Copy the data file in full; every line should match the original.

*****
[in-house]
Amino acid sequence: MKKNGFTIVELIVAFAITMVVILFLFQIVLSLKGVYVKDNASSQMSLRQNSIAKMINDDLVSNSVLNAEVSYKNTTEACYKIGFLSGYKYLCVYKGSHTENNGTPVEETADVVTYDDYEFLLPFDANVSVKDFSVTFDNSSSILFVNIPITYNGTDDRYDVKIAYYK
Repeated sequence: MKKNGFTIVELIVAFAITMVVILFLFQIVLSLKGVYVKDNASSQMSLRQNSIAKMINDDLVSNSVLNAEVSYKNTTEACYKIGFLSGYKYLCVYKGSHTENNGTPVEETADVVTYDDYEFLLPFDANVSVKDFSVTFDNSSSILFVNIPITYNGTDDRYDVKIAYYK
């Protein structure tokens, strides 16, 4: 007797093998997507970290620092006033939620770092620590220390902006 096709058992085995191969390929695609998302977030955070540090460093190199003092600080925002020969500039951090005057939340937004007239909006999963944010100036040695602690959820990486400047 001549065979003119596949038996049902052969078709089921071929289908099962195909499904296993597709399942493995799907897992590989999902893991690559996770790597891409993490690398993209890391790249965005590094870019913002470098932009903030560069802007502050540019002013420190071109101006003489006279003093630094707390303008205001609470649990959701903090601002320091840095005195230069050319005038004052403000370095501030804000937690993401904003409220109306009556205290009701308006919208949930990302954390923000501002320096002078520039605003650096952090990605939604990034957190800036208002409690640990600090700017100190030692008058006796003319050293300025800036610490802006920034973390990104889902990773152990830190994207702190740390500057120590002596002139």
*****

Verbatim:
[in-house]
Amino acid sequence: MKKNGFTIVELIVAFAITMVVILFLFQIVLSLKGVYVKDNASSQMSLRQNSIAKMINDDLVSNSVLNAEVSYKNTTEACYKIGFLSGYKYLCVYKGSHTENNGTPVEETADVVTYDDYEFLLPFDANVSVKDFSVTFDNSSSILFVNIPITYNGTDDRYDVKIAYYK
Repeated sequence: MKKNGFTIVELIVAFAITMVVILFLFQIVLSLKGVYVKDNASSQMSLRQNSIAKMINDDLVSNSVLNAEVSYKNTTEACYKIGFLSGYKYLCVYKGSHTENNGTPVEETADVVTYDDYEFLLPFDANVSVKDFSVTFDNSSSILFVNIPITYNGTDDRYDVKIAYYK
């Protein structure tokens, strides 16, 4: 007797093998997507970290620092006033939620770092620590220390902006 096709058992085995191969390929695609998302977030955070540090460093190199003092600080925002020969500039951090005057939340937004007239909006999963944010100036040695602690959820990486400047 001549065979003119596949038996049902052969078709089921071929289908099962195909499904296993597709399942493995799907897992590989999902893991690559996770790597891409993490690398993209890391790249965005590094870019913002470098932009903030560069802007502050540019002013420190071109101006003489006279003093630094707390303008205001609470649990959701903090601002320091840095005195230069050319005038004052403000370095501030804000937690993401904003409220109306009556205290009701308006919208949930990302954390923000501002320096002078520039605003650096952090990605939604990034957190800036208002409690640990600090700017100190030692008058006796003319050293300025800036610490802006920034973390990104889902990773152990830190994207702190740390500057120590002596002139």